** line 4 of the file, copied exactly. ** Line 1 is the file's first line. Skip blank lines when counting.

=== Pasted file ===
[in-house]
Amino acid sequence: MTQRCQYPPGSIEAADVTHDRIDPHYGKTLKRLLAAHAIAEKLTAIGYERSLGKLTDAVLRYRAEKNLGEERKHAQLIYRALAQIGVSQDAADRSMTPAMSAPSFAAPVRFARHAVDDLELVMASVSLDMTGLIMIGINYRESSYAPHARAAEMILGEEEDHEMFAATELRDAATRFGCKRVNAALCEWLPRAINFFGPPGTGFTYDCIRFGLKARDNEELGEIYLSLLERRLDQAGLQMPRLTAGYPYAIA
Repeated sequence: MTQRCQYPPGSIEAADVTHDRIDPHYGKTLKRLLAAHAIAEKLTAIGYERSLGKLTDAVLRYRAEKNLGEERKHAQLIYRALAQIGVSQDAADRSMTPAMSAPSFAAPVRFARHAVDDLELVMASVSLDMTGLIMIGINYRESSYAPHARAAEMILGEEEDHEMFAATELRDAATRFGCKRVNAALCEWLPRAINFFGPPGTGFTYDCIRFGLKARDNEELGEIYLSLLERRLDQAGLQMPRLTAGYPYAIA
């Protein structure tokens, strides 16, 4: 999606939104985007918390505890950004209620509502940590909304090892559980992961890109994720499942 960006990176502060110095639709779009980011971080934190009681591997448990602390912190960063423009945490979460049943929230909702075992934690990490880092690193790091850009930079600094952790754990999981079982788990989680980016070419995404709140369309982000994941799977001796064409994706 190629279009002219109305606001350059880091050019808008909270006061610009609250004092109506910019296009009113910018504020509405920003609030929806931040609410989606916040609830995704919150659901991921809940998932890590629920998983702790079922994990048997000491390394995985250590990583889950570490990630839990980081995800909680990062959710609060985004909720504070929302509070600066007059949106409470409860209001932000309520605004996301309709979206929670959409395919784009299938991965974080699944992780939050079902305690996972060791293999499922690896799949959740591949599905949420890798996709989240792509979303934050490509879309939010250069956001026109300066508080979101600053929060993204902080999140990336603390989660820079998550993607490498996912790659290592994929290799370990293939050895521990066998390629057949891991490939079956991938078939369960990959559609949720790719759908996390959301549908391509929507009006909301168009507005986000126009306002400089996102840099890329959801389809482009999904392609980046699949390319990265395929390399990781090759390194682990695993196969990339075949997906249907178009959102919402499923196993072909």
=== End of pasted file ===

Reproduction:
């Protein structure tokens, strides 16, 4: 999606939104985007918390505890950004209620509502940590909304090892559980992961890109994720499942 960006990176502060110095639709779009980011971080934190009681591997448990602390912190960063423009945490979460049943929230909702075992934690990490880092690193790091850009930079600094952790754990999981079982788990989680980016070419995404709140369309982000994941799977001796064409994706 190629279009002219109305606001350059880091050019808008909270006061610009609250004092109506910019296009009113910018504020509405920003609030929806931040609410989606916040609830995704919150659901991921809940998932890590629920998983702790079922994990048997000491390394995985250590990583889950570490990630839990980081995800909680990062959710609060985004909720504070929302509070600066007059949106409470409860209001932000309520605004996301309709979206929670959409395919784009299938991965974080699944992780939050079902305690996972060791293999499922690896799949959740591949599905949420890798996709989240792509979303934050490509879309939010250069956001026109300066508080979101600053929060993204902080999140990336603390989660820079998550993607490498996912790659290592994929290799370990293939050895521990066998390629057949891991490939079956991938078939369960990959559609949720790719759908996390959301549908391509929507009006909301168009507005986000126009306002400089996102840099890329959801389809482009999904392609980046699949390319990265395929390399990781090759390194682990695993196969990339075949997906249907178009959102919402499923196993072909």